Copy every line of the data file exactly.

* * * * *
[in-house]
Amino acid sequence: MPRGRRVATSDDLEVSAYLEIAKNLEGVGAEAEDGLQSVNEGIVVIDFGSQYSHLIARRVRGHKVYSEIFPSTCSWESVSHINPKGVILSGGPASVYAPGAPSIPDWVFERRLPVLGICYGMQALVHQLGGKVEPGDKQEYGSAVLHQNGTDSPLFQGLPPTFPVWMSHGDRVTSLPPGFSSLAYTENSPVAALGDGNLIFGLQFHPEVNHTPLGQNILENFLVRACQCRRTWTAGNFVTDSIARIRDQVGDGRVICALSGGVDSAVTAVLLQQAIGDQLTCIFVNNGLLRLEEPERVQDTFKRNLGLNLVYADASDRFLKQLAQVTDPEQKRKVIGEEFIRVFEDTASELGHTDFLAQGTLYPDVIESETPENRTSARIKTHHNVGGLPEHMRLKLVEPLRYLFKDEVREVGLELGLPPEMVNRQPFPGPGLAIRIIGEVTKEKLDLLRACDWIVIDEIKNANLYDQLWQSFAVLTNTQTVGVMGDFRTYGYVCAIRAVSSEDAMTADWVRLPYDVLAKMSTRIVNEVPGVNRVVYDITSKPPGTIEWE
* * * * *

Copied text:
[in-house]
Amino acid sequence: MPRGRRVATSDDLEVSAYLEIAKNLEGVGAEAEDGLQSVNEGIVVIDFGSQYSHLIARRVRGHKVYSEIFPSTCSWESVSHINPKGVILSGGPASVYAPGAPSIPDWVFERRLPVLGICYGMQALVHQLGGKVEPGDKQEYGSAVLHQNGTDSPLFQGLPPTFPVWMSHGDRVTSLPPGFSSLAYTENSPVAALGDGNLIFGLQFHPEVNHTPLGQNILENFLVRACQCRRTWTAGNFVTDSIARIRDQVGDGRVICALSGGVDSAVTAVLLQQAIGDQLTCIFVNNGLLRLEEPERVQDTFKRNLGLNLVYADASDRFLKQLAQVTDPEQKRKVIGEEFIRVFEDTASELGHTDFLAQGTLYPDVIESETPENRTSARIKTHHNVGGLPEHMRLKLVEPLRYLFKDEVREVGLELGLPPEMVNRQPFPGPGLAIRIIGEVTKEKLDLLRACDWIVIDEIKNANLYDQLWQSFAVLTNTQTVGVMGDFRTYGYVCAIRAVSSEDAMTADWVRLPYDVLAKMSTRIVNEVPGVNRVVYDITSKPPGTIEWE